Despite their various backgrounds, cultures and religions Western European youth think the country in which they live is important. Especially native young people feel a connection with history, and boys more so than girls.
This has emerged from the WRR study Nationale Identiteit en meervoudig verleden (National identity and multiple pasts) from professor Maria Grever and Dr Kees Ribbens of the Erasmus University Rotterdam. Grever and Ribbens asked more than 650 students aged 14 to 18 in Rotterdam, London and Lille to what extent they identify with the country in which they live. What role does national history play in this? The study is published today, Monday 24 September 2007.
Western government leaders talk regularly about the crisis of national identity in their countries. They see the lack of historical knowledge as a driving factor behind this. Dutch young people for instance no longer know who William of Orange is and why Surinamese people have emigrated to the Netherlands. Politicians also think that the integration of newcomers is progressing slowly because it is unclear what “being Dutch” exactly involves. They hope to improve this by introducing a national canon. But is this vision accurate? Is the government not overlooking the enormous diversity of the past and the changeability of social identities?
Grever and Ribbens investigated to what degree Dutch, British and French students aged 14 to 18 identify with their country of residence. They started with the assumption that there is not only one past, but that from generation to generation people pass on all sorts of cultural codes that continue to have an effect for a long time via stories and memories. The researchers looked into what national identity means to the youth. Despite the diversity of backgrounds they all find their country of residence important, though this applies more strongly for native youth than for those of immigrant background. The difference in commitment is also the case with regard to historical interest. Historical connection with the country of residence – like national pride – is primarily alive among native youth. That is not surprising, though native girls have less a feeling of “national pride” than boys.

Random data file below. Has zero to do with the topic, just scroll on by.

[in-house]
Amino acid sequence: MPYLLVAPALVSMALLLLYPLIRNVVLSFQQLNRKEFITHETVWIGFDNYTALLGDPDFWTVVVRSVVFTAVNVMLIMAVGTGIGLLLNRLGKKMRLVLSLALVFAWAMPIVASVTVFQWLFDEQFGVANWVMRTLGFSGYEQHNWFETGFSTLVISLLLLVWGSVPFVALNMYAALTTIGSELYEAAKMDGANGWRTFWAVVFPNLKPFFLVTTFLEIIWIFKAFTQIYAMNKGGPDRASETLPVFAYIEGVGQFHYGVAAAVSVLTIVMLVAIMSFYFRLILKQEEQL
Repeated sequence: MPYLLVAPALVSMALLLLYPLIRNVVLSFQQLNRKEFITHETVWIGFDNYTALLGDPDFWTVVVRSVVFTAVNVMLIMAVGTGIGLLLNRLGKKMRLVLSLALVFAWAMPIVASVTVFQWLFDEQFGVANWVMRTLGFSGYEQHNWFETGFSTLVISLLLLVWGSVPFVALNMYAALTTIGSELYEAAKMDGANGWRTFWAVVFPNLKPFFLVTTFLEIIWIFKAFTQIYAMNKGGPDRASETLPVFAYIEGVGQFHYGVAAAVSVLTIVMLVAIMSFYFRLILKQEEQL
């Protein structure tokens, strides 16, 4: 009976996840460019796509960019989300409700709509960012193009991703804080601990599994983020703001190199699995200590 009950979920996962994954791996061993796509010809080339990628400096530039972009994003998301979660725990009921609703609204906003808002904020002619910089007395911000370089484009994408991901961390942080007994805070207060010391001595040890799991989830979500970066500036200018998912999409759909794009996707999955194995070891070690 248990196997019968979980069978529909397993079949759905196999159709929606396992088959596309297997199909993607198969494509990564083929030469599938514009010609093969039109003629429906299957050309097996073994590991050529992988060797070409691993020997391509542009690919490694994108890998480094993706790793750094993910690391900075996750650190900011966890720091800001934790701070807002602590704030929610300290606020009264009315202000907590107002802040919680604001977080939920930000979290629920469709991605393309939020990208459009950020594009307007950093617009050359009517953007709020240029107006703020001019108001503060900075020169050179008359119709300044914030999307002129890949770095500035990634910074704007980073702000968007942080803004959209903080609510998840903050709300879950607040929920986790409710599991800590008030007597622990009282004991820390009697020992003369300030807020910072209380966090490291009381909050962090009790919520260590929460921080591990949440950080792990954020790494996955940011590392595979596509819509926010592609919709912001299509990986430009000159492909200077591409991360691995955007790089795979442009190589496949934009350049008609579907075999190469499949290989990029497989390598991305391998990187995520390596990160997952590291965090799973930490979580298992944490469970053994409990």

The differences are greatest when it comes to religion. History of religion scored the highest among many ethnic groups, with the exception of the Surinamese and Antillean youth. Native youth have hardly any identification with this, though Dutch youth did have more interest in it than their English and French peers. Turkish and especially Moroccan youth have a strong cultural identification with Islam. It is conspicuous that although the groups surveyed hardly feel themselves to be European or world citizens, they are interested in European history and world history especially.
The WRR study Nationale Identiteit en meervoudig verleden will appear on Monday 24 September 2007. It supports the WRR report Identificatie met Nederland (Identification with the Netherlands) that professor Pauline Meurs will present to Justice Minister Hirsch Ballin, in the presence of Princess Maxima, on behalf of the Scientific Council for Government Policy (WRR) on the same day.
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